The long running economic expansion – now the second longest on record – and the accompanying exceptional returns in the stock market have been very beneficial to all of us. As the economic expansion and accompanying bull market enters its tenth year, this happy anniversary is a good time to reflect on the merits of rebalancing diversified portfolios.
Portfolio Rebalancing in Uncertain Markets
Since the inception of our firm, we have been consistent advocates of the need to rebalance portfolios to target allocations as market conditions push portfolios significantly away from the strategic targets set for that portfolio. Looking all the way back to the beginning of the current expansion, we remember the many conversations with clients about the need to “pull the trigger” on rebalancing by selling bonds and buying stocks after the 37% loss on the S&P 500 in 2008. Nearly everyone in the investment world had been shocked by the near meltdown of financial markets in 2008 and at the end of that year, nearly all of our portfolios were below target for equities and above target for bonds due to the large stock market losses, both in the U.S. and internationally (international equities lost 43% in 2008 and real estate investment trusts were down 38%). Our rebalancing discipline paid large dividends after 2008 as the world stock markets recovered and our equity investments prospered. In an unprecedented run up for equities, there has not been a down year for the S&P 500 since 2008 and the average annual compound return on the S&P for the ten years ended August 31, 2018 (which includes the last four months of 2008) was 10.9% per year. For calendar year 2017, the S&P return was 21.8% and year-to-date through August 31, the return was 9.9%.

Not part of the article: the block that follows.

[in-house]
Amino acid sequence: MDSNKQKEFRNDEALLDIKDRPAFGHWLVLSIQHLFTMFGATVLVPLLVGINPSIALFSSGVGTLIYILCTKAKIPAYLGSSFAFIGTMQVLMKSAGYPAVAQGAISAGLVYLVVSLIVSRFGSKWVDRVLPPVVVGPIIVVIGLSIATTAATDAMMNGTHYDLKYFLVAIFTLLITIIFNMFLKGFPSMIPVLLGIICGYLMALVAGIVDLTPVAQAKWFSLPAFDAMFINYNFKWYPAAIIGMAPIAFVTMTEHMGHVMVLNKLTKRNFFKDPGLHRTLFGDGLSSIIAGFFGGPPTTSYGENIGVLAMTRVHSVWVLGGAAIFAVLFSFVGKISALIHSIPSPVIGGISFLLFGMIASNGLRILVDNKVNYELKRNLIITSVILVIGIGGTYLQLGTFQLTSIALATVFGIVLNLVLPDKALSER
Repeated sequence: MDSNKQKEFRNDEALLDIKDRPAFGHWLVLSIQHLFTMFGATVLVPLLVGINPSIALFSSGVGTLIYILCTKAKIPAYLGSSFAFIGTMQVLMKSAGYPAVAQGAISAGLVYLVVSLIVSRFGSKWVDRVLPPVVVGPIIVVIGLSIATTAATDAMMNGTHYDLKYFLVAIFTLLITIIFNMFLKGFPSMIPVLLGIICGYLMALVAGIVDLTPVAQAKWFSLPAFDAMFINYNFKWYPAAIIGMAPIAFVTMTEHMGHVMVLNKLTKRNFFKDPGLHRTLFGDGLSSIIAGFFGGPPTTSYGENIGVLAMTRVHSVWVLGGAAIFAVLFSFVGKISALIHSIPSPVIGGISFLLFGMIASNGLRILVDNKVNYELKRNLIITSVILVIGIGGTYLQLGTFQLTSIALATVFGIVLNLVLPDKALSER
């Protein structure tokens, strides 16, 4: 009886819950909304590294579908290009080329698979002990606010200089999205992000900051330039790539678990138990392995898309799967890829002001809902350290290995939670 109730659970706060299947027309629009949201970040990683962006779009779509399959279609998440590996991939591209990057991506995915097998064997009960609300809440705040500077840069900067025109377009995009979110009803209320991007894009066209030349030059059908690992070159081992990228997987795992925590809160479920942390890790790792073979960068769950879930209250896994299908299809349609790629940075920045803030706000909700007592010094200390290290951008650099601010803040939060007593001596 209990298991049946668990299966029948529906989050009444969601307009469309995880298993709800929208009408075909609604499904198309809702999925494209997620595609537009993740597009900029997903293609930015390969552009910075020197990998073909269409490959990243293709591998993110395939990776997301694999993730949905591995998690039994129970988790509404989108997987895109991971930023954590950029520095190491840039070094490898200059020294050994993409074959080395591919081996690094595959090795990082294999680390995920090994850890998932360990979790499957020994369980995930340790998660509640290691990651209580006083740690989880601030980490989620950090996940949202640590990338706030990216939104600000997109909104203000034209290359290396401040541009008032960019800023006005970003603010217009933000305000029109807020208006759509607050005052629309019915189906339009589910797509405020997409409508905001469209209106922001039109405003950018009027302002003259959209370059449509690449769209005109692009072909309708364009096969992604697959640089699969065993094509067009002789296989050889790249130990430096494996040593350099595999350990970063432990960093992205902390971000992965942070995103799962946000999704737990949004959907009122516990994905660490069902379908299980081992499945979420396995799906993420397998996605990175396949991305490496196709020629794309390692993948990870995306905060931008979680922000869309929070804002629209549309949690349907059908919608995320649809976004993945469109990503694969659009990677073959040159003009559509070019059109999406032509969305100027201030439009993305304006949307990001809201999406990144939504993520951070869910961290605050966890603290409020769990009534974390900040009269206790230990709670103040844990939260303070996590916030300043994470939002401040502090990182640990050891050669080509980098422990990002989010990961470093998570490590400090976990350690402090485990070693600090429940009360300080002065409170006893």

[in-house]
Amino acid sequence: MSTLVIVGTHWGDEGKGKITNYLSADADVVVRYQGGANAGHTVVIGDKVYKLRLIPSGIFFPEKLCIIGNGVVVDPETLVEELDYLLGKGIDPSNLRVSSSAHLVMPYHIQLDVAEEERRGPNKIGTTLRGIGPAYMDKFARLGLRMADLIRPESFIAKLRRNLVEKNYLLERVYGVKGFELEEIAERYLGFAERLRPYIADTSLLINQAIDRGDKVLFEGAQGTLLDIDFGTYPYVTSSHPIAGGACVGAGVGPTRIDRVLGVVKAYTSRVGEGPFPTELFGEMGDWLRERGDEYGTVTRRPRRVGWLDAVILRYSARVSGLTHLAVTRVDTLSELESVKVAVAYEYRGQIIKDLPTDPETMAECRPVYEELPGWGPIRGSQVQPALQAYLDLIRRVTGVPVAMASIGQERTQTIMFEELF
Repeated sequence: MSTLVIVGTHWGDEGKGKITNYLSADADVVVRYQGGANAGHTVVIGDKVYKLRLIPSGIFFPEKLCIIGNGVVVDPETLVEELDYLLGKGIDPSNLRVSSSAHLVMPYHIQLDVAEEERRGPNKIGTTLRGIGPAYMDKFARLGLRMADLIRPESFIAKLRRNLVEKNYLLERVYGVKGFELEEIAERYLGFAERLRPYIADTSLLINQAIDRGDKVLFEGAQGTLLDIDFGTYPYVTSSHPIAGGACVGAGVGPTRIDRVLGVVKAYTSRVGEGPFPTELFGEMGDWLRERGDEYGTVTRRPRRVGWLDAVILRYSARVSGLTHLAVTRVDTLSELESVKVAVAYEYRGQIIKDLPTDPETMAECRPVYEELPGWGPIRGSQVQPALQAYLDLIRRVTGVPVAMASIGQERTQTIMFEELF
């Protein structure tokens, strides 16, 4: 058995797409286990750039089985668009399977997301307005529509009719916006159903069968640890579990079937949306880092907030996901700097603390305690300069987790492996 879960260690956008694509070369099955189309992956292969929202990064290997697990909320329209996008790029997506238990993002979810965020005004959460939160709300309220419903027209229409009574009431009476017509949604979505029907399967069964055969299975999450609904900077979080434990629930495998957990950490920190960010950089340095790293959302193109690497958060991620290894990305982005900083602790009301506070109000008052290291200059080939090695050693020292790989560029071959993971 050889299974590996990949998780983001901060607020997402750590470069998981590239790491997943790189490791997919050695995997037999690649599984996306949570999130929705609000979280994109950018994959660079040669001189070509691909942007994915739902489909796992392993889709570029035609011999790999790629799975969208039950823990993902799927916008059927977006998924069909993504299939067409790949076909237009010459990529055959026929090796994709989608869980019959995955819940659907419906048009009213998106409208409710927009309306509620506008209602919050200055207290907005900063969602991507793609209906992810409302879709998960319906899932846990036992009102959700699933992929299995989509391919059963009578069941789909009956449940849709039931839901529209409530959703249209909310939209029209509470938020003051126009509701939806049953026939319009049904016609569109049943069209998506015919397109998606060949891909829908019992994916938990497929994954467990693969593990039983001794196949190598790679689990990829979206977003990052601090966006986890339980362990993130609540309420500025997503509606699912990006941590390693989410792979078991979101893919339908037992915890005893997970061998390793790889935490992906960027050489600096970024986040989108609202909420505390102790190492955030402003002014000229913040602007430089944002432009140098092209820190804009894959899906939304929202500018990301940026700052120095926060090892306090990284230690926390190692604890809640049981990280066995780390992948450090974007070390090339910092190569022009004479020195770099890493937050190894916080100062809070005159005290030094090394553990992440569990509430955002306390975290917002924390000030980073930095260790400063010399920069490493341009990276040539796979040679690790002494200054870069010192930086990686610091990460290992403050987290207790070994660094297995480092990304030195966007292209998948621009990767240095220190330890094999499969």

It is precisely all of this good news that continues to drive our rebalancing discipline today.Obviously, we are all very pleased with the returns of the last ten years, but our rebalancing discipline proceeds from the assumption that no one knows with certainty how markets will perform in the future and that the best defense against uncertain markets is to hold a diversified portfolio that is systematically rebalanced over time.Although the consensus opinion of mainstream economic forecasters is that the current expansion will continue through 2019 or 2020, or perhaps even 2021, we all are aware that economic forecasting is far from an exact science. And there are certainly some significant clouds on the horizon, including the potential impact of continuing tariff impositions, emerging market currency turmoil, rising interest rates, a flattening yield curve (a flat yield curve historically has preceded a recession), and relatively high stock valuations as compared to historical norms.
None of these clouds suggest the need for radical changes to your investment strategy. In fact, all of the data on the likely outcome of market timing (shifting your allocations based on expected future market action) argue in favor of maintaining your commitment to a balanced portfolio in the face of uncertainty. So once again with that old time religion: stay the course. Once you have established a diversified portfolio that fits your risk tolerance, stay within the confines of your overall strategic asset allocation.